We caught the first full moon of September on the first day of the month. The clouds spun and stretched across the sky during the moonrise off of the prairie west of Calgary. The moon leaped up quickly daring the clouds to dim her bright light. It was beautiful.
Early in the summer, we had a couple of hummingbirds that visited our backyard. We had a feeder out before we went on vacation and I had a couple of great photography sessions sitting on our deck watching them come and go. These are a few photographs from those.
This is either an immature or a female Rufous hummingbird. I don’t know this species near well enough to say which one. Certainly a beautiful bird no matter.
After taking back to school photographs of our kids in the countryside, we went to an underpass along the Trans-Canada Highway west of Calgary. It is covered in graffiti and offers an interesting juxtaposition with the rolling prairie. This picture of the three oldest children walking out of the shadows was a favorite from this scene.
We started the September long weekend with a family hike up Cat Creek on the southern side of Kanananskis. It’s a short walk through the forest that offers beautiful views down the Foothills and more intimate scenes in the valley. It was late afternoon and we enjoyed being in no particular rush. The trail has signs about the area’s history as main trail into Kananaskis last century as well as a short-lived period as a coal mining hotbed. We arrived at the end of the main trail shortly after 5 o’clock and had the pond below the waterfall to ourselves.
Cold but not bitterly so, the youngest kids all had turns jumping in and taking short swims. Desiree and I climbed up the cliff beside the waterfall and explored further upstream for a little while. Above the cliff edges were striped with thick moss and the stream had several small drops. However the waterfall at the end of the trail was rightfully the star of the show. It is one of the prettiest that I have seen in Alberta. That comment may be influenced by the company I was with – most of my very favorite people. Nonetheless, it was a great location to take a few photos.
The walk back in the evening light was just as beautiful. We finished with most kids sleeping on the way home. A great day.
Photographed north of Cochrane in Water Valley in the early evening in June. The trailing edge of a storm had lost its enthusiasm with only a ragged veil of rain left to haze the Rocky Mountains slightly.
Desirée and I went out to look for shooting stars last night for our favorite meteor shower of the year. The Perseids didn’t let us down and we saw a couple dozen on either side of midnight west of Bragg Creek.
The Milky Way stood out against the deep night and I was lucky to catch a few crossing that incredible arch.
Desiree and I went out to photograph the Neowise comet on consecutive nights in late July before its nightly tour over the northern hemisphere ended. It was amazing to see the comet so bright. With longer exposures, the tail flared out behind in a way that I haven’t photographed before. That was beautiful and I’m glad we were out there and could share that together.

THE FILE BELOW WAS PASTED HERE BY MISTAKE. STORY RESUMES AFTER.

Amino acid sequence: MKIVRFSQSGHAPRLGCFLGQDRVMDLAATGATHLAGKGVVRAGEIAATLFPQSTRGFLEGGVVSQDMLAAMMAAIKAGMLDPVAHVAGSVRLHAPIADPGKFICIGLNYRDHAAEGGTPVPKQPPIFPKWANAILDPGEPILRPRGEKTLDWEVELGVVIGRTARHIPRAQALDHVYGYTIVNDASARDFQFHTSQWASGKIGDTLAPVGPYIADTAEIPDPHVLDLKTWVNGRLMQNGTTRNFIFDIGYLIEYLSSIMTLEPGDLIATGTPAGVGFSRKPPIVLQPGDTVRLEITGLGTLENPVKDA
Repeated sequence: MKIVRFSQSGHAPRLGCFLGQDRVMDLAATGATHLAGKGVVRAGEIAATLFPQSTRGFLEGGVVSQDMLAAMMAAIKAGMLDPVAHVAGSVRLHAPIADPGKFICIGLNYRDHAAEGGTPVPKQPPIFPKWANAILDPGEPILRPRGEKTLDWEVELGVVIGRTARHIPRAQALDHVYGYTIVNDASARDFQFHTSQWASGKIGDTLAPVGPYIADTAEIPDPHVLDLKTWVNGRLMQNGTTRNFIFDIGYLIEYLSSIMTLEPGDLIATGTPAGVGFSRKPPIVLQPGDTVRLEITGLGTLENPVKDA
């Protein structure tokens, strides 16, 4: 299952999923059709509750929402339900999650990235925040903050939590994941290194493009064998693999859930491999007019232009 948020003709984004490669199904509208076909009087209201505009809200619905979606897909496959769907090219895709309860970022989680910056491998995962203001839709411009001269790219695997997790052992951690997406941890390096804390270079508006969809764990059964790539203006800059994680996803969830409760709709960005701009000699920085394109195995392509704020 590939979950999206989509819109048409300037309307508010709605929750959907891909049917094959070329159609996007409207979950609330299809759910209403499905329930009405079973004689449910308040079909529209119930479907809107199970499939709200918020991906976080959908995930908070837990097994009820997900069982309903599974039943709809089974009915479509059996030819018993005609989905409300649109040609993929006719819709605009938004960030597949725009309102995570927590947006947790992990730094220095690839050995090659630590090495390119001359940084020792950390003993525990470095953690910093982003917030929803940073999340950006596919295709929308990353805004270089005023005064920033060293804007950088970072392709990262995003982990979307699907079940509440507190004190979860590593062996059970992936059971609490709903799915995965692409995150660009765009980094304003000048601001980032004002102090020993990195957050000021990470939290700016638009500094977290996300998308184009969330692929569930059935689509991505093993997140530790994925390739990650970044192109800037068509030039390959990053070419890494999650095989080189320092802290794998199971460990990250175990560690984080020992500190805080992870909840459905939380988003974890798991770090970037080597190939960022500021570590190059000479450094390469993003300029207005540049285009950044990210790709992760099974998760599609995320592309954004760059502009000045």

The comet was difficult to see with the naked eye. With the camera, and a 6 second exposure, it stood out even against the sparkling sky.
A quiet moment watching a lone loon between his dives under the water.
On a walk in the hills above Sibbald Flats a couple of weeks ago, we had a great time following a stream into the forest. Flowers clung to the rocks in odd spots along the water’s run. I broke up the hike with a few shots of them along the way.
If you are interested in the names, just hover over the picture and you can see them.
We had a massive thunderstorm roll directly over our home last weekend. A warm night met with heavy clouds with rain, wind and lightning all in large measures. We have some incredible storms in the summer – this one felt like the first of those. Here the forest in my backyard is silhouetted by lighting arcing across the clouds in the storm.
I love Canada jays. They go by a couple of names (well I guess we like to call them by a few names) – I like Whiskey Jack and Canada jay more than gray jay but those are just my own preferences. Some people see them as mischievous camp robbers. I don’t. For me, they exemplify companionship as I always flitting around in pairs. I found this one in a tree and waited until it flew off towards the call of its partner.
The squirrels continue to race around the trees in our backyard. Social distancing and self isolation obviously have no meaning for them. Still, I did identify with this one for a minute when it perched alone. Soon it resumed scrambling up the trunks and leaping across branches. It drew a little closer to the balcony in short order.